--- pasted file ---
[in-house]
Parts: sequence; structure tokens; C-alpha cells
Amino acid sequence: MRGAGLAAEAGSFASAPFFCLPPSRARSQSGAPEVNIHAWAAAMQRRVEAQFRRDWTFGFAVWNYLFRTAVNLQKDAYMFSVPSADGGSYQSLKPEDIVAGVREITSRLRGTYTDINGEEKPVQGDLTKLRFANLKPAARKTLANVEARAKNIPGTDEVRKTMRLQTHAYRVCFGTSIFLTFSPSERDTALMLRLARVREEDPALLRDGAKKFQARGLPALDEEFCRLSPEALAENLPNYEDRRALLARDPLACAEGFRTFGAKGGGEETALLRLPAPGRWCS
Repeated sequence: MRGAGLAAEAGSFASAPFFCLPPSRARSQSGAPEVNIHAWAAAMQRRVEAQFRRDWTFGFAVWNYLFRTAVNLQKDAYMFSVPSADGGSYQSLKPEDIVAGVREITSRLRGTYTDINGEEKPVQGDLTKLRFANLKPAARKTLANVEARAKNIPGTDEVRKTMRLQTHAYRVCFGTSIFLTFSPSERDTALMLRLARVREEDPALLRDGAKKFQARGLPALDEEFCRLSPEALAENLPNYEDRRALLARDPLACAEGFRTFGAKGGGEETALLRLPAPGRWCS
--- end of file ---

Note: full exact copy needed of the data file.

[in-house]
Parts: sequence; structure tokens; C-alpha cells
Amino acid sequence: MRGAGLAAEAGSFASAPFFCLPPSRARSQSGAPEVNIHAWAAAMQRRVEAQFRRDWTFGFAVWNYLFRTAVNLQKDAYMFSVPSADGGSYQSLKPEDIVAGVREITSRLRGTYTDINGEEKPVQGDLTKLRFANLKPAARKTLANVEARAKNIPGTDEVRKTMRLQTHAYRVCFGTSIFLTFSPSERDTALMLRLARVREEDPALLRDGAKKFQARGLPALDEEFCRLSPEALAENLPNYEDRRALLARDPLACAEGFRTFGAKGGGEETALLRLPAPGRWCS
Repeated sequence: MRGAGLAAEAGSFASAPFFCLPPSRARSQSGAPEVNIHAWAAAMQRRVEAQFRRDWTFGFAVWNYLFRTAVNLQKDAYMFSVPSADGGSYQSLKPEDIVAGVREITSRLRGTYTDINGEEKPVQGDLTKLRFANLKPAARKTLANVEARAKNIPGTDEVRKTMRLQTHAYRVCFGTSIFLTFSPSERDTALMLRLARVREEDPALLRDGAKKFQARGLPALDEEFCRLSPEALAENLPNYEDRRALLARDPLACAEGFRTFGAKGGGEETALLRLPAPGRWCS